The government finally released the figures for people infected and suspected of being infected with Covid-19. Transparency is needed, not centralization.
ALTHOUGH a bit too late, the statement by President Joko Widodo on the need for the government to release Covid-19 data comes as a relief. This statement corrects the previous government position that gave the impression of covering up the number of infected and possibly infected people. Initially, Jokowi took the view that transparency would make people uneasy. He forgot that without openness, even regional quarantining or lockdowns would be ineffective in ending the pandemic.
Covering up the Covid-19 statistics is pointless, it only leads to confusion. Instead of reassuring the public, incomplete data leads to the government taking wrong decisions. Officials quoting incorrect information underestimate the seriousness of the issue and as a result, people lose their sense of crisis. When the correct information is eventually released, the government loses credibility—the fundamental requirement for mobilizing social solidarity at a time of crisis.
Even though the president has admitted his error, there is still confusion over the data. Just look at what has happened in Jakarta. The Capital’s administration has recently announced that the number of burials in the city is much higher than the average before the pandemic. Most of these bodies have been buried according to the procedures for Covid-19 patients—an indication that the death rate resulting from the pandemic is far higher than the total claimed by the central government.
There is no evidence that all these people died of Covid-19. It is possible that the burial procedure was followed to protect the medical personnel, families and officials at the cemeteries. But it is not impossible that the opposite is true: that the deceased people had been infected with Covid-19 but had not included in the statistics. There could be a number of reasons for this. They might have not been tested, or the results might not have come through before they died.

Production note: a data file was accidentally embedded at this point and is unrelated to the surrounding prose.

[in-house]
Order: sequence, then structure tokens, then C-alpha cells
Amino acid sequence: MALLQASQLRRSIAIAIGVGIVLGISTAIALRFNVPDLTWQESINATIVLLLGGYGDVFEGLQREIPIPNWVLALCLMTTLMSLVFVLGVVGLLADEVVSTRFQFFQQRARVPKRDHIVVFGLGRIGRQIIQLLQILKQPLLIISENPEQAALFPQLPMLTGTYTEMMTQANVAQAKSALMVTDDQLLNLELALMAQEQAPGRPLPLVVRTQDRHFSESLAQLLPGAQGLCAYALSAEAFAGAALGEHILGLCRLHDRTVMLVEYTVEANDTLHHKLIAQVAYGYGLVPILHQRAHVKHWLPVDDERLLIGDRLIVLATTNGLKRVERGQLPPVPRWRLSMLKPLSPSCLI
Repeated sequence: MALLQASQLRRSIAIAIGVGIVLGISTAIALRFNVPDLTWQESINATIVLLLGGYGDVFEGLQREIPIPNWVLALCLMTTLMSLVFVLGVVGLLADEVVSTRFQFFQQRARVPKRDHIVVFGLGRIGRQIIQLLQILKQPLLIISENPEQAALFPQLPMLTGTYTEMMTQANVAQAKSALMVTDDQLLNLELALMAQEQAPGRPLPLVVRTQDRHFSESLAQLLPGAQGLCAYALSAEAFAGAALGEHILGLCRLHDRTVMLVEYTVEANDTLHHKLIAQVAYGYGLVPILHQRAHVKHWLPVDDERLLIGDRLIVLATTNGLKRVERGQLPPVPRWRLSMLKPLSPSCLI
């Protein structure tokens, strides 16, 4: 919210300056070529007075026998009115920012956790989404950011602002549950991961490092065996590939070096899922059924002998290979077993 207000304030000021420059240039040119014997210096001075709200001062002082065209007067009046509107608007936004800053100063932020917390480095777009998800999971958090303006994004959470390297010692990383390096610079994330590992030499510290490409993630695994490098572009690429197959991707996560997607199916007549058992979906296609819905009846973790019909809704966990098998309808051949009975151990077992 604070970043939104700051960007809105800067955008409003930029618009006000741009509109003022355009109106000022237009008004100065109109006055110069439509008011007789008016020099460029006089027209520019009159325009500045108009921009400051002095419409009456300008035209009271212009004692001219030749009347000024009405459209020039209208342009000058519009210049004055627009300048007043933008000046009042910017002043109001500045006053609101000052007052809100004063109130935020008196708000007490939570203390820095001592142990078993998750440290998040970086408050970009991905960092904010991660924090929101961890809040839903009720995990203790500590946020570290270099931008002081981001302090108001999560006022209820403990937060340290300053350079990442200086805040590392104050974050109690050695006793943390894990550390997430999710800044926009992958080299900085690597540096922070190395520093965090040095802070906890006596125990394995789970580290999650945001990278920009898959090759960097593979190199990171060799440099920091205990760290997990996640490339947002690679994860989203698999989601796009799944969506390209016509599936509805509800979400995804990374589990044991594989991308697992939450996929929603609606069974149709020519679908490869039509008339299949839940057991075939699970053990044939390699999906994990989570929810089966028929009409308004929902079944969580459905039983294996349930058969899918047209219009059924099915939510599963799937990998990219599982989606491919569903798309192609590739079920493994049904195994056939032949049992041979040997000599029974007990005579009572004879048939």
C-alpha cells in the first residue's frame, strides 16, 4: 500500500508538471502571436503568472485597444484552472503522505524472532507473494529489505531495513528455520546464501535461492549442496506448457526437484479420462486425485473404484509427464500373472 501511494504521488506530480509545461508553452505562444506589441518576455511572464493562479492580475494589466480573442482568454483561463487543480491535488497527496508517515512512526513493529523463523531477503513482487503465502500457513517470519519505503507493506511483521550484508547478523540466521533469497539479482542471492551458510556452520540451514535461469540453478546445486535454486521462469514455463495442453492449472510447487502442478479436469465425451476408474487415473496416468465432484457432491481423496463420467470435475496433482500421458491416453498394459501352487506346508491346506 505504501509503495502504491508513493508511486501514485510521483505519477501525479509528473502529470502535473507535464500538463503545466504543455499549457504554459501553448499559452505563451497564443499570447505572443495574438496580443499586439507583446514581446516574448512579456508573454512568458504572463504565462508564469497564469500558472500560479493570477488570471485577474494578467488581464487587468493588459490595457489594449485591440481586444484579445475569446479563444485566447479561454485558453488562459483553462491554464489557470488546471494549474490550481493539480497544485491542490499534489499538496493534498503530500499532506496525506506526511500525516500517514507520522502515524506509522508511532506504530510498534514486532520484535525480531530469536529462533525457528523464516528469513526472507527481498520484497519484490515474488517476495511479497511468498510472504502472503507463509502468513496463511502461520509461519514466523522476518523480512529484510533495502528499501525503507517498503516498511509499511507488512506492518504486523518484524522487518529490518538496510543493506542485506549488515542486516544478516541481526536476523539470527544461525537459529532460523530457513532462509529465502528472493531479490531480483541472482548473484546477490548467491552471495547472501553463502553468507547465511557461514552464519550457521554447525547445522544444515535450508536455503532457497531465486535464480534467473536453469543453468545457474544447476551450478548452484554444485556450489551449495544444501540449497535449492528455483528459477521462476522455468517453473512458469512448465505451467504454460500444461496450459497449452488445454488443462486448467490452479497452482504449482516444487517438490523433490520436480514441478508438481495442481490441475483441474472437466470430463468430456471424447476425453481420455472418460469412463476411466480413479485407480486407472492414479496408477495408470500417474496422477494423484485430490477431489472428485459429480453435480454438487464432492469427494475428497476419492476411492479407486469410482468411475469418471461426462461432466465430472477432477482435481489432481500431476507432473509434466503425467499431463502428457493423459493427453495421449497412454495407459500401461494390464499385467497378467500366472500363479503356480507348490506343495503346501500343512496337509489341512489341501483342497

Given the political sentiments and the tensions between Jokowi and Jakarta Governor Anies Baswedan, the discrepancies in the data have made people suspicious. Some accuse the central government of understating the number of cases, while others claim the Jakarta administration is simply being sensationalist. It is the job of the Covid-19 task force to consolidate this conflicting data by checking the discrepancies, clarifying matters and then reporting to the public.
It is not easy to clarify unclear information. In the provinces, as well as the non-implementation of the Covid-19 cases reporting system, the problem seems to be the centralization of laboratories offering swab tests. This must be addressed immediately. The government has increased the number of swab test labs, initially from three to 29, and subsequently to 78. Tests can now be carried out in many locations outside the capital.
Openness does not mean centralizing data. Government transparency should include respecting the information issued by regional administrations, private institutions and other independent bodies. The task force should not solely rely on ministry of health data as a benchmark.
Neither must there be any reluctance to correct wrong data. We could learn from the experience of New York. Last week, the state governor, Andrew Cuomo, announced an additional 3,778 deaths from Covid-19 because a number of people who had died with symptoms of the virus but who had not been tested, had not been included in the statistics. This change was the result of new guidelines issued by the Centre for Disease Control and Prevention.
In short, forget political motives in this matter of pandemic statistics. Concealing the number of cases is just as dangerous as exaggerating it.